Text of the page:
Ministers are to launch plans to hand a £2,000 national insurance cut to businesses and begin consultations on cutting slow payment of invoices. David Cameron will mark the introduction of the National Insurance Contributions Bill.
The Confederation of British Industry's (CBI) has said government plans to hand a £2,000 national insurance cut to businesses and begin consultations on cutting slow payment of invoices could help businesses experiencing cash flow difficulties.
Katja Hall, chief policy director, commented:
Late payment is a serious issue for all businesses but particularly for smaller firms, as cash flow is their life blood. Businesses already have a number of routes for recourse if they are paid late, but the reality is that few choose to act on late payment for fear of fall-out with their customers.
He added that it would mean 450,000 businesses will have their national insurance bills eliminated entirely.
An ambitious and thriving small business sector is vital for steering the economic recovery in the right direction and helping us to succeed in the global race.
We are determined to do everything we can to ensure that our small firms can be successful and prosperous and people can fulfil their aspirations.
Last week, we helped people get on the housing ladder and own shares. This week, we're helping small businesses start and expand. This Government is 100% backing people who work hard and want to get on in life and we're going to finish the job we started.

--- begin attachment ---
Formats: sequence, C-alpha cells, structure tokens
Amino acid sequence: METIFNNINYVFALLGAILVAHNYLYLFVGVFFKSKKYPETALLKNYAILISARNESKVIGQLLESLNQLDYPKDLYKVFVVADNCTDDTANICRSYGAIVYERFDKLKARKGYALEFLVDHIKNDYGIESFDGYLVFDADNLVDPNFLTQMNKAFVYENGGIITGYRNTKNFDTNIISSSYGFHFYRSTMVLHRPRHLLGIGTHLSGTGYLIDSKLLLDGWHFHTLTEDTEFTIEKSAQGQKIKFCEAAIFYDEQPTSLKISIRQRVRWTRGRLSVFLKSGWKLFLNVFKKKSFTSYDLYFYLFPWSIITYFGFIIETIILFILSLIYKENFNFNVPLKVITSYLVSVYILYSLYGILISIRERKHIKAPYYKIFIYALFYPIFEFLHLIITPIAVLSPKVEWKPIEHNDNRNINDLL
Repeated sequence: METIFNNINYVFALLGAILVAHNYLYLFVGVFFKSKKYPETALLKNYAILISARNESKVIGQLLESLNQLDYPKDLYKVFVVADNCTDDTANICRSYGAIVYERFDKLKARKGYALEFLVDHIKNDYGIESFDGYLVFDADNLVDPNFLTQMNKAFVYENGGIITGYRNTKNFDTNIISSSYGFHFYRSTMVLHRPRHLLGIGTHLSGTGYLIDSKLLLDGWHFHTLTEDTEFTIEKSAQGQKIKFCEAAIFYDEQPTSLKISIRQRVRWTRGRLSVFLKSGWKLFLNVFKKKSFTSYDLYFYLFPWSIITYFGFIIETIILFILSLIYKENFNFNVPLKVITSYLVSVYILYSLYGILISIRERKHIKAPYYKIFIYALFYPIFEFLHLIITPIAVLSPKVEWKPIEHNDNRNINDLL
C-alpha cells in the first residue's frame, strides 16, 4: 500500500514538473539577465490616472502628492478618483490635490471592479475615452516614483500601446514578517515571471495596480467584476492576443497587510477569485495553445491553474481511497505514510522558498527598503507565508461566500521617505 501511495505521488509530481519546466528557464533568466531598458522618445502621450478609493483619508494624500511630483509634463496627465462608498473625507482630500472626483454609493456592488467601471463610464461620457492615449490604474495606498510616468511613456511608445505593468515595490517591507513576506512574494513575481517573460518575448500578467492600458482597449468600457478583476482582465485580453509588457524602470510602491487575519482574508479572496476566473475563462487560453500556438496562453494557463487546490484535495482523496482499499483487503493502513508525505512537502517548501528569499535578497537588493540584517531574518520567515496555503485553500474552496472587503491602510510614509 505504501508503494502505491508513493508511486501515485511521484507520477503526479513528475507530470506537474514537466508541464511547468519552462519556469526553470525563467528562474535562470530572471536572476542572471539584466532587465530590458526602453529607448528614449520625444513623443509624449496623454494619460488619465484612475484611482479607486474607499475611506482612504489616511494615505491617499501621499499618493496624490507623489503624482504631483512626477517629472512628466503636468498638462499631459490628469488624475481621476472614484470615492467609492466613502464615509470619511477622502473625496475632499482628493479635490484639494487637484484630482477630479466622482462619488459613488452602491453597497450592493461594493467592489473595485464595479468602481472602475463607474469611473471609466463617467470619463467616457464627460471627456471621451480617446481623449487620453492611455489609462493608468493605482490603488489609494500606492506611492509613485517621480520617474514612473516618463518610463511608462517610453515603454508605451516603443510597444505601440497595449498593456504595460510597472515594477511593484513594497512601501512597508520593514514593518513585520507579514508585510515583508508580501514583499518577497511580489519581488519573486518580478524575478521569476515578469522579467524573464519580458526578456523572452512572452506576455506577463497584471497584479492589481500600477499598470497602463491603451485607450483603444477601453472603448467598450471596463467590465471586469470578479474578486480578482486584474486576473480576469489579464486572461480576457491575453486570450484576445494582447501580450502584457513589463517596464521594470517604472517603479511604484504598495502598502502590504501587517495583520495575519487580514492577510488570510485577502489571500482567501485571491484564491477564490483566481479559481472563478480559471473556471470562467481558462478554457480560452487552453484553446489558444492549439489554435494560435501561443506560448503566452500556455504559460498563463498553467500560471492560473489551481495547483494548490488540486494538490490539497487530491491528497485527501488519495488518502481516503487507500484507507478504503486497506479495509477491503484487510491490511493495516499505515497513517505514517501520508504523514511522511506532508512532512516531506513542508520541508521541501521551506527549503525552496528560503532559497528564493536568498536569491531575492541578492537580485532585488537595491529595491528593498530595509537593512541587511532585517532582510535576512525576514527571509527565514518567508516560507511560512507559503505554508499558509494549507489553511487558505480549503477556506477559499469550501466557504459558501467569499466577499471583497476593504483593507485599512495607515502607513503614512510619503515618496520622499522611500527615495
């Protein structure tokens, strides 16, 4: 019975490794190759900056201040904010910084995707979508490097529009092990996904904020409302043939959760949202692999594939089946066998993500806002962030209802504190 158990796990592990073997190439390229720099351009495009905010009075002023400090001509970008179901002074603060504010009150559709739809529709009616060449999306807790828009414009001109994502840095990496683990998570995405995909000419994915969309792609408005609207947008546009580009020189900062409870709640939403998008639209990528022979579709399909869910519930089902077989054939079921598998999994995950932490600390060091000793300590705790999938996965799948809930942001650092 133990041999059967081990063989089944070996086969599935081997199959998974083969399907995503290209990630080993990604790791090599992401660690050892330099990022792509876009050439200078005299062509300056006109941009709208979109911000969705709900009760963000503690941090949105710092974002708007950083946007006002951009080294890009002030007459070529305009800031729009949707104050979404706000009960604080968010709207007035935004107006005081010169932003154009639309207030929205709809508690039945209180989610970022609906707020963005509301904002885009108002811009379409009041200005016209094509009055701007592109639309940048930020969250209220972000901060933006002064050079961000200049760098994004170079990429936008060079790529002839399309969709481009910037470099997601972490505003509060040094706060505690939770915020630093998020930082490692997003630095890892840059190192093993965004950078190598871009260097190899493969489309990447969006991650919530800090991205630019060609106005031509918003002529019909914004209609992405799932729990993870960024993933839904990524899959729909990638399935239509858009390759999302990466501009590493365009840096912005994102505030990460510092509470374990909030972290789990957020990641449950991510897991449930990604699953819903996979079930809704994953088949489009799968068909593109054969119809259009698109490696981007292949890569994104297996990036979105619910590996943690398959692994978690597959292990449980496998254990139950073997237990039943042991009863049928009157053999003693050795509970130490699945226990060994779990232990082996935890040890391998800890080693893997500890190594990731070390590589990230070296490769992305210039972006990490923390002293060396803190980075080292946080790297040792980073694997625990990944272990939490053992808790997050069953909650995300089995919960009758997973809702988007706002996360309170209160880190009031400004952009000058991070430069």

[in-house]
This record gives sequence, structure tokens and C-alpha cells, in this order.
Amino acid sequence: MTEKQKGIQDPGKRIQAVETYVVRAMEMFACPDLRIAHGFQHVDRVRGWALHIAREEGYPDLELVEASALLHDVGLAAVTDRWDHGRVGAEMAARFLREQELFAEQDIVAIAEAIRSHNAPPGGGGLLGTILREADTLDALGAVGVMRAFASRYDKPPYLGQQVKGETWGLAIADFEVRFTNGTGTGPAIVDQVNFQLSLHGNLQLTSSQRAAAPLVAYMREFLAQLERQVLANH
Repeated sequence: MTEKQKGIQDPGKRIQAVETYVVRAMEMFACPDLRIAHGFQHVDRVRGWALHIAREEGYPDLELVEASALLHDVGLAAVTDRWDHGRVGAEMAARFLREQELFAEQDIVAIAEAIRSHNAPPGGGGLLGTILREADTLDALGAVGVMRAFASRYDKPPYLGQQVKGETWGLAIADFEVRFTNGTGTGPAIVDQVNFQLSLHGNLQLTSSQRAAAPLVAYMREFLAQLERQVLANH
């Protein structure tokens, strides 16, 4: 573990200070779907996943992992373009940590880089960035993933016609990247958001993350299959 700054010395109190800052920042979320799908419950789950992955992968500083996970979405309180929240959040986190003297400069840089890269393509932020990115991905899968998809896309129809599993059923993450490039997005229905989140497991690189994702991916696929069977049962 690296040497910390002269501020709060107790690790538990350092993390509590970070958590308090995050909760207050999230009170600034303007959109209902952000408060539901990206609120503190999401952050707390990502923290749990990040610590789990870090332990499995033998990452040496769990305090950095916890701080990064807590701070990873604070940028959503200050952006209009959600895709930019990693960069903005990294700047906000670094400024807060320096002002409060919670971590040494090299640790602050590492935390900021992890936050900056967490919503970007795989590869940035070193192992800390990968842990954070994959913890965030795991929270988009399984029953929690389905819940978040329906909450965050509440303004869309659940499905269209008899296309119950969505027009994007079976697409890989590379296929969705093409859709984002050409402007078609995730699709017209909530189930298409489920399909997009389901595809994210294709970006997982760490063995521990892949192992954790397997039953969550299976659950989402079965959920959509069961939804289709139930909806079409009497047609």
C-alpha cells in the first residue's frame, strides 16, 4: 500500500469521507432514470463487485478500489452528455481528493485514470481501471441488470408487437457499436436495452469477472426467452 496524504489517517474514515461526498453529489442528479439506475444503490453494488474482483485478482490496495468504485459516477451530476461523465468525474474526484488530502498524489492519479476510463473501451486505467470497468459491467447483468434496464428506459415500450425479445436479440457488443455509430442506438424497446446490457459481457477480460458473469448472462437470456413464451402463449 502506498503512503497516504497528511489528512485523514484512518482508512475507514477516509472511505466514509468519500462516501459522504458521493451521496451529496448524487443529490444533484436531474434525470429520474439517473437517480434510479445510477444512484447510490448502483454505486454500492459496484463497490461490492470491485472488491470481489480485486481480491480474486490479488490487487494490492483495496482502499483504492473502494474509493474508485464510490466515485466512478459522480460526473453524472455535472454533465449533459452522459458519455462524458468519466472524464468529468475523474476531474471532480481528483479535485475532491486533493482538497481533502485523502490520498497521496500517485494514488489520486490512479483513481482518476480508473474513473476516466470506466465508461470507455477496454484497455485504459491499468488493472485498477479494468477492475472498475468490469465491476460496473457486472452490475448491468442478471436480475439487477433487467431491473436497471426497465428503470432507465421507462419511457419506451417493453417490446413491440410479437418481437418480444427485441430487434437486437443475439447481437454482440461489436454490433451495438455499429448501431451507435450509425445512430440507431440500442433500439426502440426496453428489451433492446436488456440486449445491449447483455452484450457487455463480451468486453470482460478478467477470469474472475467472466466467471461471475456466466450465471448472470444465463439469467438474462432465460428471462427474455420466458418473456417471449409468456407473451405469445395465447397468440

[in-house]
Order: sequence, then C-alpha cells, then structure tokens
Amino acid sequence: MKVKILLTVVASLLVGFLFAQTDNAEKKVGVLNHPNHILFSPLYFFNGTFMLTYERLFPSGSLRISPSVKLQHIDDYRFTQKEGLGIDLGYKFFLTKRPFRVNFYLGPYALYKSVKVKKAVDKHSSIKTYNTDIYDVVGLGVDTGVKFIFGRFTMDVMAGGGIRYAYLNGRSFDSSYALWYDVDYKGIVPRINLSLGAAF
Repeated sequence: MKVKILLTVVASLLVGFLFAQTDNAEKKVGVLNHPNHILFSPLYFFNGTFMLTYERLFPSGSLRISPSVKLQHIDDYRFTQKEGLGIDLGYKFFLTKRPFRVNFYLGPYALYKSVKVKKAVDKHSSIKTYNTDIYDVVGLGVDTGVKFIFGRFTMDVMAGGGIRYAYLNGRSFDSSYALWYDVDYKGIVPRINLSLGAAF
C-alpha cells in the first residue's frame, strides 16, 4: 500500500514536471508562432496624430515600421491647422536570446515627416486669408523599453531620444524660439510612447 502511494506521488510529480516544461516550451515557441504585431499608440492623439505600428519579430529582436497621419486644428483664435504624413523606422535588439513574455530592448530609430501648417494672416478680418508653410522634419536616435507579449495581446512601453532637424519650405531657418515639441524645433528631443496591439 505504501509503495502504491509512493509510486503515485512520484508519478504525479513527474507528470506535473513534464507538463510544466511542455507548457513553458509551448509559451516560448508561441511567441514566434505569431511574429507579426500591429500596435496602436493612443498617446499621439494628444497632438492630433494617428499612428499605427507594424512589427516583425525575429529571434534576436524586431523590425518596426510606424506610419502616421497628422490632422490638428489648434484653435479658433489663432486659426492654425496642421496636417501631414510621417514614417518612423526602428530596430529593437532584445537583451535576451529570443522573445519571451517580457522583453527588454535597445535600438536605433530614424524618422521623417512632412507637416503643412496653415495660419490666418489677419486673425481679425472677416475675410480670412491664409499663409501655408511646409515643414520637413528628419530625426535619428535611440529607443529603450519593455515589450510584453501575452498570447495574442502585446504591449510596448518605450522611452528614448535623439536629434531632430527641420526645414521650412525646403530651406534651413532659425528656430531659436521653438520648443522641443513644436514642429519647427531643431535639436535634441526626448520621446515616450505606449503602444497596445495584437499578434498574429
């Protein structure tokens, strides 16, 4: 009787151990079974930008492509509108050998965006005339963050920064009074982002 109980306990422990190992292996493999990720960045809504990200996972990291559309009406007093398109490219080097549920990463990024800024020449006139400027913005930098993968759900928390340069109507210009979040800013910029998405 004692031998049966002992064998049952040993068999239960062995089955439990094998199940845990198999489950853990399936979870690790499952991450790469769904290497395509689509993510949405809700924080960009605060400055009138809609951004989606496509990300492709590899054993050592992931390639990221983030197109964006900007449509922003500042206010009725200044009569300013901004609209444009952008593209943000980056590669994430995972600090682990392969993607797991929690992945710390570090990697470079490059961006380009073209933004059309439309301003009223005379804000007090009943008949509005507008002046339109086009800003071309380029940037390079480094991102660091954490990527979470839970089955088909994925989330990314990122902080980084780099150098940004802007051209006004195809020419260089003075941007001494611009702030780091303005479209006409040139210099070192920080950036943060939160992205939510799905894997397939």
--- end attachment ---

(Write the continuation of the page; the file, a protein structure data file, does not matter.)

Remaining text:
– Prime Minister David Cameron
The consultation on late payment will review whether the Prompt Payment Code can be strengthened, consider whether new legislation or penalties are needed, and look at what can be done to increase transparency.
Ministers will today launch in the Commons plans to hand a £2,000 national insurance cut to businesses and begin consultations on cutting slow payment of invoices.
David Cameron will mark the introduction of the National Insurance Contributions Bill with a tour of small businesses in the east of England, insisting the Government is keen to do everything it can help to help firms succeed.
The tax cut is due to be in place by April next year and the Government said 90% of the benefit would be felt by firms with fewer than 50 employees.
A consultation on ways to end late payment is also being launched, Mr Cameron said, because the problem can have a "devastating effect" on small and medium sized firms.